Will checking your credit reports affect your credit scores?

It’s always a good idea to monitor your credit reports and credit scores regularly, especially since you can get so much of your credit information for free. Checking your own credit reports will not have any negative impact on your credit scores, as long as you’re accessing your credit reports from the right places.

Here at South Bay Credit Union, we encourage our members to check their credit score using SavvyMoney. SavvyMoney is a credit reporting and monitoring service where you receive free ongoing access to your credit score and credit report. You will also be able to better understand your credit score, factors that impact it, and what you can do to strengthen it. Plus, you’ll have custom recommendations to improve it along with personalized offers.

Checking your credit using SavvyMoney or other reputable methods will result in what’s called a “soft” credit inquiry being placed on your credit reports. Soft credit inquiries do not affect your credit scores.

How to improve your credit scores

Because your credit scores are a product of the information on your credit reports, for you to improve your scores you will need to first improve your credit reports. Some consumers have poor scores because of negative information on their credit reports, such as late payments, defaults or collections. For those consumers, the journey to higher credit scores will take longer because that type of negative information can remain on your reports for up to seven years.

The best way to improve your credit scores going forward, whether or not you have negative information on your credit reports, is to make all your debt payments on time—every time. Once the negative information in your credit reports starts to age and is eventually removed, your scores will improve.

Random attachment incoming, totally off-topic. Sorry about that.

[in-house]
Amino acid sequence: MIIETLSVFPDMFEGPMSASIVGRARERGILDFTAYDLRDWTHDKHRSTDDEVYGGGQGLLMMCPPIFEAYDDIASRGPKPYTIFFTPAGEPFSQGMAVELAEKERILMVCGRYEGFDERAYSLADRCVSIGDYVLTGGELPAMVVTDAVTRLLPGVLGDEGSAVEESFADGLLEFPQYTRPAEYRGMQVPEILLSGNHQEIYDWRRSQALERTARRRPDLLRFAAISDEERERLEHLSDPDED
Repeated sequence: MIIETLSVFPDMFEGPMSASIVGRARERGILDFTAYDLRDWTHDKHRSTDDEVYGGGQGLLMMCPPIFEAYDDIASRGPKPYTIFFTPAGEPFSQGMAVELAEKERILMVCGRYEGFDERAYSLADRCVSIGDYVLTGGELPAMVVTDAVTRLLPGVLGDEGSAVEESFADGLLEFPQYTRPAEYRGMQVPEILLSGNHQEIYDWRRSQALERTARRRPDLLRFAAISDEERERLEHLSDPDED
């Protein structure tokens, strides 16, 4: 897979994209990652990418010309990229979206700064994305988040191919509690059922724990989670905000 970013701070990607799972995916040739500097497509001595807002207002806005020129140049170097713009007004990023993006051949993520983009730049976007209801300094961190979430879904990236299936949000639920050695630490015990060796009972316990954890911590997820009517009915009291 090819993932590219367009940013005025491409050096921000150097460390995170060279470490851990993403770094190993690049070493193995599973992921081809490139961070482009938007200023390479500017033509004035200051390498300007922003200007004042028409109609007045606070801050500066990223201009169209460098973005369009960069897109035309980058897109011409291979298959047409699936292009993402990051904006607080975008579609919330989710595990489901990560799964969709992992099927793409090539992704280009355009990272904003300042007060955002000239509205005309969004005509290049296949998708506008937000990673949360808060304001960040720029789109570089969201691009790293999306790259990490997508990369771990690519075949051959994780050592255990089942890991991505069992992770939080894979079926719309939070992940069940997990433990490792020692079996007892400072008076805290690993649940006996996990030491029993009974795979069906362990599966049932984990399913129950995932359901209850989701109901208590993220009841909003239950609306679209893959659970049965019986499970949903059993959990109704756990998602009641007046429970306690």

If your credit scores aren’t as high as you’d like because of excessive credit card debt, then the news is more optimistic. As soon as you are able to pay down or pay off credit card debt, your scores will likely improve because of the reduction in the highly influential credit utilization ratio, which considers your credit card balances relative to your credit card limits.

“Most people strive to reach a better credit score, and it’s certainly possible if you do so carefully. Improving your score can prove rewarding in various ways, as a good credit score is extremely important”, said Bernice White, South Bay Credit Union, CLO.

The bottom line is, credit scores are used by almost all lenders for almost all credit-related products, and are certainly central to the decisions made by mortgage, credit card and auto lenders. Scores are used billions of times every year and continue to be a common tool for lenders during the application process. Not only is it a good idea to check your credit reports and credit scores often, but it’s also in your best financial interest to improve your credit reports so your credit scores will benefit.